Re: That's *Doctor* Albright to you, Mr. Fielding...
Wed, 6 Oct 1999 14:13:51 -0400

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>In the press somewhere yesterday that I can't for the life
>of me find, they were talking about electability. Clinton was quoted
>on Gore's uninspiredness,
> "The only reason he's running for President is because of
> his father [Al Gore Sr.]...he would have been much more suited
> to a more solitary profession like a professor."


The watchword for the nominating
process in both parties as the 2000
presidential election approaches is
"electability." George W. Bush has
secured his overwhelming lead in the
Republican primaries because of a
perception that he can win. Oddly, it
was W.'s huge early lead in the polls
over Al Gore that helped him acquire a
big lead in the GOP field. Now, Bill
Bradley is duplicating the trick in the
Democratic primaries.

In 1988, Massachusetts Gov. Mike
Dukakis won the "money primary,"
piling up a war chest that dwarfed what
his competitors were able to raise. In
1992, Bill Clinton won the "intellectual
primary," convincing the media that he
had the ideas, substance and brainpower
to propose new solutions to our
problems. Clinton's lead in gray cells
helped him survive the early scandals
(Gennifer Flowers, the draft and
Whitewater) and win the

This year, electability is the key. While
Bush has accumulated a massive bank
account, the money comes from the
perception that he can win, not the other
way around.

After the crushing
humiliation that followed the heady days
of the Contract With America, the GOP
is in no mood to indulge its ideologies if
it means four more years in the
wilderness. The obsessive focus of
Republican primary voters these days is
to win. Victory is more important than
abortion, gun control, taxes or any other
hot button issue. "Just go out and win" is
the mandate from GOP voters.

Bush showed a surprising early lead
against Gore as Clinton sank deeper into
scandal after his 1996 re-election.
Pollsters were initially shocked to see
Bush with a double-digit lead over the
vice president. When Monica surfaced,
W.'s lead increased as the vice president
loyally walked the plank to defend his

Echoing his father's honesty, personal
integrity and damn-the-polls
self-confidence, W. looked
better and better as Gore looked worse
and worse. But W. still faced a tough
race against Elizabeth Dole, who was
only 10 or 15 points behind him in most
GOP polling. Dole's inability to raise
money or get started, however,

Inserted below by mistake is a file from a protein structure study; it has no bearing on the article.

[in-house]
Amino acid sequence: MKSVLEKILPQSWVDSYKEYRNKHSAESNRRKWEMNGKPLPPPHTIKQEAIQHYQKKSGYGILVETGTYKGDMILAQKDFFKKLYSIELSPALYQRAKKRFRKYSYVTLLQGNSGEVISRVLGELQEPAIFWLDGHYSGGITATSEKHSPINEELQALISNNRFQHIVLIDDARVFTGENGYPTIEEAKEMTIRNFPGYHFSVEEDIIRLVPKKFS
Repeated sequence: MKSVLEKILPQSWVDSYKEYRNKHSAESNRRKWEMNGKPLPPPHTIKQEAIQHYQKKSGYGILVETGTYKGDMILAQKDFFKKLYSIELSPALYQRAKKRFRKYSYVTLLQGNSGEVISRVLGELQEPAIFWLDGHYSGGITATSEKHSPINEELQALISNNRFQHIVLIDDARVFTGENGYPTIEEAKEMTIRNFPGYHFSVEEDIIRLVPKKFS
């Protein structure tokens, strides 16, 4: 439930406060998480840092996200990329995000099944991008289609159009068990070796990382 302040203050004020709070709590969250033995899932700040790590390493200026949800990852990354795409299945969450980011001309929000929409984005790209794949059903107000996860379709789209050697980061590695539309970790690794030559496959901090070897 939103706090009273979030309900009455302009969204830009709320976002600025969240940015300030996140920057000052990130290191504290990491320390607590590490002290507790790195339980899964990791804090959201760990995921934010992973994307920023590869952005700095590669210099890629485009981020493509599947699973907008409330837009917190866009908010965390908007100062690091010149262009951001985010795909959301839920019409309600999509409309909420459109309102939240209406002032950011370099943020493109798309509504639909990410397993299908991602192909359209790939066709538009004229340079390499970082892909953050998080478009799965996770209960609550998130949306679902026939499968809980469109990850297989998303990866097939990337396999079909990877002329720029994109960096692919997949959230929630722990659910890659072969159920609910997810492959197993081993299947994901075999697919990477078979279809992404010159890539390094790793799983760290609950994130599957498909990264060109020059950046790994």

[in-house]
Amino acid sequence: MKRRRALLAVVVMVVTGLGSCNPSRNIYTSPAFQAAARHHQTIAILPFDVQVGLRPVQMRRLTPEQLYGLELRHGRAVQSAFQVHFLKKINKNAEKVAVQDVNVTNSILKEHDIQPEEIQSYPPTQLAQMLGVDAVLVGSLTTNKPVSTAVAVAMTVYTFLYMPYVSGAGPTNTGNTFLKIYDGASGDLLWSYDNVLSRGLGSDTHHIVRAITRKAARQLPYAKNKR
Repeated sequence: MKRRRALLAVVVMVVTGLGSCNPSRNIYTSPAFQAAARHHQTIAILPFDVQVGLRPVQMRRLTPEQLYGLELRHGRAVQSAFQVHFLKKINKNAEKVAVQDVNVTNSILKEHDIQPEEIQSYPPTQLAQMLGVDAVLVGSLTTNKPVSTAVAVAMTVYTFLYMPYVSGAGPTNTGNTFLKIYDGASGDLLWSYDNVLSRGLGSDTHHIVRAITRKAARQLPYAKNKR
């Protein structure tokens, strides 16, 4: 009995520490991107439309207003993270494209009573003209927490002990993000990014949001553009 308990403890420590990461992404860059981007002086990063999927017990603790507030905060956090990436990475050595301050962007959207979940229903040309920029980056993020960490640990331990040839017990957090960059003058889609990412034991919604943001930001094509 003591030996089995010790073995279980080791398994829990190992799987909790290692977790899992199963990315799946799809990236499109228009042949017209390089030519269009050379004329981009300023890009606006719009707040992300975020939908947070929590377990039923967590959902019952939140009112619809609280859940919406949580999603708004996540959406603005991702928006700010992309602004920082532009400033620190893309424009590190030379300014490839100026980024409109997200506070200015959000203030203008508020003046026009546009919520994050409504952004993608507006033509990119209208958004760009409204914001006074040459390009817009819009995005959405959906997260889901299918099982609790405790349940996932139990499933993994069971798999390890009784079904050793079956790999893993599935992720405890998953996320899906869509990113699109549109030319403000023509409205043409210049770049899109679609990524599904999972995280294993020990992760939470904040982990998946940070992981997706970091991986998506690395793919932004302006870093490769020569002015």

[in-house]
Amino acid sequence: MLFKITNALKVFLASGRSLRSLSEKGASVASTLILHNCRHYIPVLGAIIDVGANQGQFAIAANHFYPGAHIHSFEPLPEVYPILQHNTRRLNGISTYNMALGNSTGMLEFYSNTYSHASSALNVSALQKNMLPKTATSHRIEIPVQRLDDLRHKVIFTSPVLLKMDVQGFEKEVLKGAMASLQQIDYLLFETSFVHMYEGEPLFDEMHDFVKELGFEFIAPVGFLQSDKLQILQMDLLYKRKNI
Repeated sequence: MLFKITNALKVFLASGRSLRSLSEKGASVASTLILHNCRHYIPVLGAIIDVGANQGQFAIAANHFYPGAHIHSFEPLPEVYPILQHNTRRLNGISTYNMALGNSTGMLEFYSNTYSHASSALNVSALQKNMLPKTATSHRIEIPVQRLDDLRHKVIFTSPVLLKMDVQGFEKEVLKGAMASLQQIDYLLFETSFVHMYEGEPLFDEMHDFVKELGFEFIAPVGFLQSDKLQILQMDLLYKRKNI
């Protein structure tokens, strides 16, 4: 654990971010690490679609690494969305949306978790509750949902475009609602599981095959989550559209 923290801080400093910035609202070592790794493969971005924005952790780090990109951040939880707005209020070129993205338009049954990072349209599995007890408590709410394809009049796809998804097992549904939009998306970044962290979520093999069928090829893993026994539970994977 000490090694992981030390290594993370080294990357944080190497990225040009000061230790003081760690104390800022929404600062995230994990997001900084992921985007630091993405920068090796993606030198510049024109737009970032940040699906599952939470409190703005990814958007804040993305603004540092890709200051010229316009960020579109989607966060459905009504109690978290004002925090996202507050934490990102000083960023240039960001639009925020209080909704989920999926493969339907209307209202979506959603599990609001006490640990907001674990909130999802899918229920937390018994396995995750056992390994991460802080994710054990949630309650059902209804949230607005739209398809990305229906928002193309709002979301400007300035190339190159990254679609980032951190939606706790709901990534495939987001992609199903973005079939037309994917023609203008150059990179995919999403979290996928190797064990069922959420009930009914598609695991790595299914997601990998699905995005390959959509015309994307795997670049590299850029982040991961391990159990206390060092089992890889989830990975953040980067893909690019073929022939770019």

undermined the sense that she was

As W. continued to showcase huge leads
against Gore, word spread throughout
the GOP: Bush can win. Money flowed
in. His message got out. Bush was on his

Where Clinton always radiated
self-doubt and insecurity with his public
apologies, pandering and coverups,
Bush shows a sense of being
comfortably in charge, able to ride the
waves and take it as it comes. When he
criticizes his own party in Congress for
proposing to meet spending caps by
delaying tax credit payments to
low-income workers, or when he hues to
his centrist line even before the
Christian Coalition, he looks and sounds
like a winner. It is this very perception
that he can "handle it" that animates his
rise in the polls.

The more Bush looks like a winner, the
more Gore looks like a loser. The very
issue of electability that impelled W.'s
rise is now triggering Gore's fall as
momentum shifts from Gore to Bradley.
The vice president's inability to hold his
own against Bush is creating a
self-fulfilling cycle that robs him of
votes in the Democratic primaries and
benefits Bradley.

New York Sen. Daniel
Patrick Moynihan summed it up with his
usual pithiness by saying that there is
nothing wrong with Gore, but "he just
can't be elected." Faced with the loss of
the White House, pragmatic Democrats
are taking their cue from the GOP and
turning off Gore because they think he is

Bradley increasingly looks like a winner
as Gore looks like a candidate destined
to fail. He's caught up in key states. His
fund raising in the last quarter matched
Gore. He seems able to conserve his
cash even as the vice president seems to
have a hole in his pocket through which
cash spills out. Unable to summon the
courage to prune his bloated staff by
firing them, Gore does not help his
image by moving to another city in the
hope that most of his employees
voluntarily resign rather than pack up
and follow him. Gore's revolving door
of consultants suggests a man at sea,
unable to get his footing or

Perception, in both parties, is becoming
reality. Bush is winning because he's
winning. Gore is losing because he's

Can Gore pull out of his
nose dive? Yes. Will he? The
doubt nags. His ethical obtuseness in
choosing Tony Coelho, he of the S & Ls
and bounced checks, as his campaign
chairman suggests that Gore may not
know how to recover. Anyone with half
a brain could have told Gore that Coelho
was a disaster waiting to happen.

Gore's problem is his message, not his
mechanics - his substance not his style.
Increasingly, Gore staffers speak of the
need to attack Bradley's "flip-flops" on
issues. If they think a negative campaign
will work, they're wrong. Only a
positive theme, larger than mini issues
grounded in his past environmentalism,
will Gore get back on track.

By the time he realizes it, he may be too

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